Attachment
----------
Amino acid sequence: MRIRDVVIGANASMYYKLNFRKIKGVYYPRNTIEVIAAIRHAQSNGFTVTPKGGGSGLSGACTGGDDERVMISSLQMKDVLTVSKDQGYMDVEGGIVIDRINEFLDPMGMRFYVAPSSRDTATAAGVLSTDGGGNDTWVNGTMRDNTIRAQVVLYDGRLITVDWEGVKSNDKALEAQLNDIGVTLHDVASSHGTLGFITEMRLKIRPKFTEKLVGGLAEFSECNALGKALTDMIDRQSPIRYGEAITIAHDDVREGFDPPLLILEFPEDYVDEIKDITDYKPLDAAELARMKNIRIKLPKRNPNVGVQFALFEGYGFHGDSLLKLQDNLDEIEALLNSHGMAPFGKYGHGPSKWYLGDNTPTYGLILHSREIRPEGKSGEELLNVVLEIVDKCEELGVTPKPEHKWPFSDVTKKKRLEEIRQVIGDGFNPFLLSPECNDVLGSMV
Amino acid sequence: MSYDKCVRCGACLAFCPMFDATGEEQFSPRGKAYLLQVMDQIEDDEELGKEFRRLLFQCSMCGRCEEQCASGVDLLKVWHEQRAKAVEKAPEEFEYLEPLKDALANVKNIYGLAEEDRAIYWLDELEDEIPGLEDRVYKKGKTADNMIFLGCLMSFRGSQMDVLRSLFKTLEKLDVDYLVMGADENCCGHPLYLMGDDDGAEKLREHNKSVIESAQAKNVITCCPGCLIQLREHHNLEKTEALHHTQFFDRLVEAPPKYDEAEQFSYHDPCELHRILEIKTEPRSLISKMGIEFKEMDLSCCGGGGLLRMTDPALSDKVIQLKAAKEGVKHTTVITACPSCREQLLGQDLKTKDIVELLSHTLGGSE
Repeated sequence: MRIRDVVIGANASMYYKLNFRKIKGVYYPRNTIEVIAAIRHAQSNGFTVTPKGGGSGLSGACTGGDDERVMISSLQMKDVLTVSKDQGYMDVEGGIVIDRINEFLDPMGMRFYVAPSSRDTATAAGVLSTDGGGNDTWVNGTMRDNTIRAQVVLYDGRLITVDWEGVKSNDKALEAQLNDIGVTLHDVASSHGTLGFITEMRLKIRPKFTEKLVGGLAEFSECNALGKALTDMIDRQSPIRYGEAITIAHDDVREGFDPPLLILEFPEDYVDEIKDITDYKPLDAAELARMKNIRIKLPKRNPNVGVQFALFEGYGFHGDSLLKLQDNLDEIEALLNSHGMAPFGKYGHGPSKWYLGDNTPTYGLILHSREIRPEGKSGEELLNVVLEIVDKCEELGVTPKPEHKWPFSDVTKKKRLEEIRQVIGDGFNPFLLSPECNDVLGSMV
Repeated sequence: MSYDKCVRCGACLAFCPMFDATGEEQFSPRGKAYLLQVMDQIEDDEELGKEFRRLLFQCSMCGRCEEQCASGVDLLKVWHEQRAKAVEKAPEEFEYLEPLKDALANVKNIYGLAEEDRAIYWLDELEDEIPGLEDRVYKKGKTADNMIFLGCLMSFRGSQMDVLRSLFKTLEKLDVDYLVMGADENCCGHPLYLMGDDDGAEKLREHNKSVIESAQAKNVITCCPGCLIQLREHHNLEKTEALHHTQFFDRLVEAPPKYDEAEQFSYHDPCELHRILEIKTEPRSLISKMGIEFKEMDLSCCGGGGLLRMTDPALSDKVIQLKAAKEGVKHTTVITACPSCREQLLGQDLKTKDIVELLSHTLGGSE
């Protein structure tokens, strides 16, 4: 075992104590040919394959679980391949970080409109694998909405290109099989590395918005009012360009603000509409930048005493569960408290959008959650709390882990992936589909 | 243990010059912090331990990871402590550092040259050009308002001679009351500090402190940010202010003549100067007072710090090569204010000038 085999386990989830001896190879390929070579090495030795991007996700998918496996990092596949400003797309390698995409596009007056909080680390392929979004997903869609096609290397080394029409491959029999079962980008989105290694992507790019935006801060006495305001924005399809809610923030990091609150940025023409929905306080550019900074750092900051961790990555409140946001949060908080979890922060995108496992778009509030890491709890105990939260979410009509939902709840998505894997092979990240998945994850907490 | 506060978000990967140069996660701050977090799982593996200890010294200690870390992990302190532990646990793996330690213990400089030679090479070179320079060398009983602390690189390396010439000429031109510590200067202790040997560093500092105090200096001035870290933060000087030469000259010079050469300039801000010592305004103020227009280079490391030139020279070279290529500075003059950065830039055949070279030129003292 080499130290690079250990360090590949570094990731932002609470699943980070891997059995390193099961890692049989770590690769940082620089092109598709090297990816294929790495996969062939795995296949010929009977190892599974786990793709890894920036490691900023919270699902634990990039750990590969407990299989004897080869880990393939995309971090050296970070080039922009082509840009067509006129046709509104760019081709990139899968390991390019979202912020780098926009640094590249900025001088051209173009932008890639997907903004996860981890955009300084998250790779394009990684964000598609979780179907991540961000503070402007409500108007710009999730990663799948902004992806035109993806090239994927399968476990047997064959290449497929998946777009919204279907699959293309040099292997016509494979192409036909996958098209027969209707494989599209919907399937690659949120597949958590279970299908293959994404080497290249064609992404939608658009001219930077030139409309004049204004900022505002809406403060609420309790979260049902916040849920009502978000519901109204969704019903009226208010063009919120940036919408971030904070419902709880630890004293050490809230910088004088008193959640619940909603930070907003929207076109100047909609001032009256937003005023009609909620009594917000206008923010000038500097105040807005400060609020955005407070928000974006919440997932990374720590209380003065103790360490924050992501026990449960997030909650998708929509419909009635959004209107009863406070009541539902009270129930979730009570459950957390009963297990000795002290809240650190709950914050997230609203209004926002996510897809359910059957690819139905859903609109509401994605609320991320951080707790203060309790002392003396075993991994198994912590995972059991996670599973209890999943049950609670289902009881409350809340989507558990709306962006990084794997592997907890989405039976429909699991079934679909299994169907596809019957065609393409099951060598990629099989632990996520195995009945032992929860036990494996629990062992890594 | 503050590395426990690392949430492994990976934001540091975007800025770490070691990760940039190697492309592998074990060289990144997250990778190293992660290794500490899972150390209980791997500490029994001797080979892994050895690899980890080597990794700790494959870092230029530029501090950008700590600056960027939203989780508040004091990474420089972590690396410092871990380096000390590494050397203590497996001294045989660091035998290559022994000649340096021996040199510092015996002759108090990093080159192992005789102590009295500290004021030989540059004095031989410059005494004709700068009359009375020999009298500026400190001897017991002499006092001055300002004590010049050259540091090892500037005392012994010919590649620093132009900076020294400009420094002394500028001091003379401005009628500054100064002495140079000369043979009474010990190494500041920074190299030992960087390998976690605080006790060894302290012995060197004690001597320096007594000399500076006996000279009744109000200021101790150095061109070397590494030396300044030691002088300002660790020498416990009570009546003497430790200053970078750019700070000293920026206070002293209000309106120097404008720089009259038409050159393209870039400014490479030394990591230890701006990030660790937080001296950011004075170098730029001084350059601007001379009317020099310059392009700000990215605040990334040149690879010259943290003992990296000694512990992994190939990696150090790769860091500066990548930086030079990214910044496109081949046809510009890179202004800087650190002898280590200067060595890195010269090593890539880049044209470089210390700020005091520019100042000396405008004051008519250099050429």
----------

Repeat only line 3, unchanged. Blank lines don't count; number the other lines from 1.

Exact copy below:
Repeated sequence: MRIRDVVIGANASMYYKLNFRKIKGVYYPRNTIEVIAAIRHAQSNGFTVTPKGGGSGLSGACTGGDDERVMISSLQMKDVLTVSKDQGYMDVEGGIVIDRINEFLDPMGMRFYVAPSSRDTATAAGVLSTDGGGNDTWVNGTMRDNTIRAQVVLYDGRLITVDWEGVKSNDKALEAQLNDIGVTLHDVASSHGTLGFITEMRLKIRPKFTEKLVGGLAEFSECNALGKALTDMIDRQSPIRYGEAITIAHDDVREGFDPPLLILEFPEDYVDEIKDITDYKPLDAAELARMKNIRIKLPKRNPNVGVQFALFEGYGFHGDSLLKLQDNLDEIEALLNSHGMAPFGKYGHGPSKWYLGDNTPTYGLILHSREIRPEGKSGEELLNVVLEIVDKCEELGVTPKPEHKWPFSDVTKKKRLEEIRQVIGDGFNPFLLSPECNDVLGSMV